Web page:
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Safe staffing 'bombshell' does not deter NZNO.

THE MINISTER of Health Annette King's decision to pull the plug on NZNO's proposal for a safe staffing pilot project has not diminished NZNO's commitment to manageable workloads and strong clinical support for nurses on every shift, according to NZNO president lane O'Malley.

Last month the Minister, who originally suggested the safe staffing pilot project late last year, withdrew her support in favour of a magnet hospital pilot project at Hutt Valley District Health Board (DHB). The Minister's decision was a "bombshell", O'Malley said, but did not mean NZNO would now abandon its commitment to safe staffing. "The pilot project is off but the principles that drove it--manageable workloads and strong clinical support are still very much part of NZNO's agenda."

In late 2001, two NZNO staff members, professional nursing adviser Margaret Cain and organiser Anthony Rimmell, visited Melbourne and heard the details of the Victorian branch of the Australian Nursing Federation's (ANF) successful nurse/ patient ratios campaign. Regional conventions in 2002 supported NZNO adopting a safe stalling campaign and last year's NZNO conference heard the architect of the Victorian campaign, Belinda Morieson, outline the keys to its success and the results of the campaign. The Minister met Morieson at the conference and was very interested in the results of the campaign. Late last year the Minister announced the pilot project. NZNO committed time and resources to developing a proposal and O'Malley said at meetings this year, the Minister was always supportive, as was the Ministry of Health's chief nursing adviser Frances Hughes. At one meeting NZNO raised the fact there seemed to be some difficulty getting the pilot project on the Ministry's 2003/04 workplan with the Minister, who promised she would raise the matter with the Ministry. At the very next meeting with NZNO representatives, King told NZNO she was withdrawing her support because NZNO's proposal would cost $900,000 and its outcomes were unknown, whereas the magnet hospital pilot had clear outcomes, would take two years to achieve and would cost only $250,000.

NZNO refutes that the outcomes were unclear. "The outcomes of the Victorian nurse/patient ratios campaign were very clear: the ANF estimates 4000 nurses returned to the workforce; the Royal Melbourne Institute of Technology had its largest intake of nursing students; nurses reported they felt safe at work and were able to spend time with patients; they could be involved in quality assurance issues and attend in-service education," O'Malley said.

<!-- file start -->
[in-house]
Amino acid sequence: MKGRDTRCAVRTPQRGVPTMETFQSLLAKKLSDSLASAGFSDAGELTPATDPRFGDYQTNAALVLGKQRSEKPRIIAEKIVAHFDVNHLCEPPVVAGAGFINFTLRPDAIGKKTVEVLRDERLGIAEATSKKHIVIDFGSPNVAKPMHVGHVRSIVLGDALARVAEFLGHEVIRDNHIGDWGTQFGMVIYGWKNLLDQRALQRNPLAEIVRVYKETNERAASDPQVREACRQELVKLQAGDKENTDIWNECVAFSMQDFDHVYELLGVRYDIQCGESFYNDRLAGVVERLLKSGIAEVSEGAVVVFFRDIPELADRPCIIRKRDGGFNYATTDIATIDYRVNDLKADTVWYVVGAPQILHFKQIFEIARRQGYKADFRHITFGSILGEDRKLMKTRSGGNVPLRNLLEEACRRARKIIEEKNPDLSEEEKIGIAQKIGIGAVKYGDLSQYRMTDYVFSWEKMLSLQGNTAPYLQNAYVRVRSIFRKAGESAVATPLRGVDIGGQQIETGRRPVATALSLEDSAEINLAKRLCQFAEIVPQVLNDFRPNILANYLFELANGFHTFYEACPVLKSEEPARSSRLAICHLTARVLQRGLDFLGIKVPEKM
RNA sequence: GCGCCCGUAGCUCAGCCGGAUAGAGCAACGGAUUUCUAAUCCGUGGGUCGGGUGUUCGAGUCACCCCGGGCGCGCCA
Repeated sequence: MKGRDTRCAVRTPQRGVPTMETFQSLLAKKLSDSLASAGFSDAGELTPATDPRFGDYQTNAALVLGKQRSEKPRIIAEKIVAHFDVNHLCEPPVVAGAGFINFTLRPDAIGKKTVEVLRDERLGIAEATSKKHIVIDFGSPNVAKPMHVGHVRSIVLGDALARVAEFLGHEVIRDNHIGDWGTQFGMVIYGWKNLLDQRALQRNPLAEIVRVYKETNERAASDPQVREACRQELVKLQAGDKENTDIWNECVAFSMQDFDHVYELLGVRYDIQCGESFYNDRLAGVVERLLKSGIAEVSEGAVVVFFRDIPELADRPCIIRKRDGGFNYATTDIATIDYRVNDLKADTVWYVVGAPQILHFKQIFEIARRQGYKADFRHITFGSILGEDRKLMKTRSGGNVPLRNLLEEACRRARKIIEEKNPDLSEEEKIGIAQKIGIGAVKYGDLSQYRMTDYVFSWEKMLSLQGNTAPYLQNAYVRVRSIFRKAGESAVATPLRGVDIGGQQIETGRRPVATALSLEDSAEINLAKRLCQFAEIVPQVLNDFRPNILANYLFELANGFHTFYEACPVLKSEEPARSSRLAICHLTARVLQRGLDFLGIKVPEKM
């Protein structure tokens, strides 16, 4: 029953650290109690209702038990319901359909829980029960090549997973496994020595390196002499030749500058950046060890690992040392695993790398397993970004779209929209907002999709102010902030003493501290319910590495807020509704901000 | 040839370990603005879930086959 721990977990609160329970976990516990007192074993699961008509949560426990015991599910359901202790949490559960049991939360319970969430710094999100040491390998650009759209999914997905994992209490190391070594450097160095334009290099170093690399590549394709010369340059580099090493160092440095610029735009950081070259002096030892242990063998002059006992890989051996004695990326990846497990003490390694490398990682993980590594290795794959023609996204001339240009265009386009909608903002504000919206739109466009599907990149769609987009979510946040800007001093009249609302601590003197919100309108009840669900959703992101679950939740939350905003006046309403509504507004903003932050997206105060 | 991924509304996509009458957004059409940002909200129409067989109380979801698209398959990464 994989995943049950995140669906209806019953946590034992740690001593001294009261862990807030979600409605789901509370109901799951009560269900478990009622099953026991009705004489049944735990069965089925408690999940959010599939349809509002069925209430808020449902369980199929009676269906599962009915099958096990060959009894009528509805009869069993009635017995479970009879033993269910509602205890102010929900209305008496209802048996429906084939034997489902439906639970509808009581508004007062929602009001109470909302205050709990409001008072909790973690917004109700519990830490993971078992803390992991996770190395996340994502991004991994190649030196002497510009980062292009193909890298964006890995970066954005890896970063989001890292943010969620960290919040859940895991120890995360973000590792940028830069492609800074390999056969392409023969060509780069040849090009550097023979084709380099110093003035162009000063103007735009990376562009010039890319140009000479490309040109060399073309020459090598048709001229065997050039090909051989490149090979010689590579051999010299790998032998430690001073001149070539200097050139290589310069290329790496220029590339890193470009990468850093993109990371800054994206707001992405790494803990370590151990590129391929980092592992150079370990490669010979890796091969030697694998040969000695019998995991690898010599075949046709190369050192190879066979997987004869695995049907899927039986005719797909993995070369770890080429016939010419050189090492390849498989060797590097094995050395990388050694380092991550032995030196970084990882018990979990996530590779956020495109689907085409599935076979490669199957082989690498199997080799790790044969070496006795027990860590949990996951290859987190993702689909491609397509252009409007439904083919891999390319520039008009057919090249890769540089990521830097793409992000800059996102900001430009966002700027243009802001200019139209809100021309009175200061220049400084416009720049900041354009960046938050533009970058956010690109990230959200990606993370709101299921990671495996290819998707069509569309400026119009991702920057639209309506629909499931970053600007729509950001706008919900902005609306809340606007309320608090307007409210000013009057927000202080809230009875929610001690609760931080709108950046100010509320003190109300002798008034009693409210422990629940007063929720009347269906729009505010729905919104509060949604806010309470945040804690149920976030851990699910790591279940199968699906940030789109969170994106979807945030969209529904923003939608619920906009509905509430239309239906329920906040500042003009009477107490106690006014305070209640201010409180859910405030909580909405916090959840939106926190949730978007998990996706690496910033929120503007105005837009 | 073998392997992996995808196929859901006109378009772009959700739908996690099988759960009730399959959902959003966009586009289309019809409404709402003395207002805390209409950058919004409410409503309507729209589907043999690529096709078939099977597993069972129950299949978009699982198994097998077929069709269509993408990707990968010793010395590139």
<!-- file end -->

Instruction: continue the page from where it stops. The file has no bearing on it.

She also disputed the fact the magnet hospital pilot would cost only $250,000. "Clearly it will cost more money to bring hospitals here up to magnet standards."

She said the Minister seemed to believe the safe staffing pilot project and the magnet hospital pilot project were in conflict with each other. "That is not the case. I have no idea where the idea of a conflict arose. It appears the Minister was hearing different messages from different people."

NZNO had worked "openly and honestly" with all nursing groups, including the national nursing organisations, the magnet advisory group, as well as the Ministry of Health and the Minister on the safe staffing proposal and believed its proposal and the magnet hospital pilot project were in accord rather than conflict.

"The priorities for our members are manageable workloads so they can practise safely, and good clinical support on every shift, delivered through associate charge nurses. These are the problems that have to be tackled first, before the characteristics that comprise magnet hospitals can be achieved. Achieving magnet hospital status has been described as a journey but there are some crucial first steps that have to be taken, ie safe workloads and clinical support," O'Malley said.

The magnet hospital pilot at Hutt Valley DHB was for two years and NZNO hopes to become more involved in it, she said, but in the meantime, staffing shortages were occurring all over the country and needed to be addressed now.

NZNO would continue to push for safe workloads and using nurses' industrial strength was one option. "We will look at having nurse/patient ratios included in future employment agreements. But nurses don't want a trade off between our campaign for fair pay and manageable work loads. Both are crucial to recruitment and retention."

O'Malley says NZNO's members on the magnet advisory group (herself and Margaret Cain) will continue to work to have the group understand that what NZNO wants is in the best interests of the profession as a whole. "We want the same things--safe workloads and safe clinical practice. Directors of nursing around the country should be telling their chief executives and boards that NZNO's campaign for better pay for nurses and our commitment to manageable workloads deserve support, because ultimately they will deliver better patient outcomes."
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Title Annotation:news and events
Publication:Kai Tiaki: Nursing New Zealand
Date:Sep 1, 2003
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